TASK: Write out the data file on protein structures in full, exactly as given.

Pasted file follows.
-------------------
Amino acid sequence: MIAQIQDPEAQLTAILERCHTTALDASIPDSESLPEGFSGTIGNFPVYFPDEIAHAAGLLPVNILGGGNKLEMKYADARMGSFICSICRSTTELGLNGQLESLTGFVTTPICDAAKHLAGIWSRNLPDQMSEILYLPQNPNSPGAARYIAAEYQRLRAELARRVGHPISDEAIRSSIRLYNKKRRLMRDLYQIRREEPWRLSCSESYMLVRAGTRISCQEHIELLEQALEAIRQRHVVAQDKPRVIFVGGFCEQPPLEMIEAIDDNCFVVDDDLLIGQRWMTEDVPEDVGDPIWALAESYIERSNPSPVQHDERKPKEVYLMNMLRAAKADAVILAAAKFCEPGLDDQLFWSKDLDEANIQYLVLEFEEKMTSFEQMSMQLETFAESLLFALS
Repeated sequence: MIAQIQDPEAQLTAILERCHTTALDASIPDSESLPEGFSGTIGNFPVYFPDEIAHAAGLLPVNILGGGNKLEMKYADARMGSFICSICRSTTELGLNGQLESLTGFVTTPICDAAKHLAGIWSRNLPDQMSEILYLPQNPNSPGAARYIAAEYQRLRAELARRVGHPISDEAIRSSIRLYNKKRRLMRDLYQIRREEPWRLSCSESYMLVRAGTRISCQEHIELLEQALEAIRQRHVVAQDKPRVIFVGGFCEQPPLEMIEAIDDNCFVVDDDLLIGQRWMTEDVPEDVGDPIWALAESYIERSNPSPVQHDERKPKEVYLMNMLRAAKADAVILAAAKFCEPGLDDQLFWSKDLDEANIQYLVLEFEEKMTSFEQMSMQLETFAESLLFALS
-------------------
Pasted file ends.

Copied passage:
Amino acid sequence: MIAQIQDPEAQLTAILERCHTTALDASIPDSESLPEGFSGTIGNFPVYFPDEIAHAAGLLPVNILGGGNKLEMKYADARMGSFICSICRSTTELGLNGQLESLTGFVTTPICDAAKHLAGIWSRNLPDQMSEILYLPQNPNSPGAARYIAAEYQRLRAELARRVGHPISDEAIRSSIRLYNKKRRLMRDLYQIRREEPWRLSCSESYMLVRAGTRISCQEHIELLEQALEAIRQRHVVAQDKPRVIFVGGFCEQPPLEMIEAIDDNCFVVDDDLLIGQRWMTEDVPEDVGDPIWALAESYIERSNPSPVQHDERKPKEVYLMNMLRAAKADAVILAAAKFCEPGLDDQLFWSKDLDEANIQYLVLEFEEKMTSFEQMSMQLETFAESLLFALS
Repeated sequence: MIAQIQDPEAQLTAILERCHTTALDASIPDSESLPEGFSGTIGNFPVYFPDEIAHAAGLLPVNILGGGNKLEMKYADARMGSFICSICRSTTELGLNGQLESLTGFVTTPICDAAKHLAGIWSRNLPDQMSEILYLPQNPNSPGAARYIAAEYQRLRAELARRVGHPISDEAIRSSIRLYNKKRRLMRDLYQIRREEPWRLSCSESYMLVRAGTRISCQEHIELLEQALEAIRQRHVVAQDKPRVIFVGGFCEQPPLEMIEAIDDNCFVVDDDLLIGQRWMTEDVPEDVGDPIWALAESYIERSNPSPVQHDERKPKEVYLMNMLRAAKADAVILAAAKFCEPGLDDQLFWSKDLDEANIQYLVLEFEEKMTSFEQMSMQLETFAESLLFALS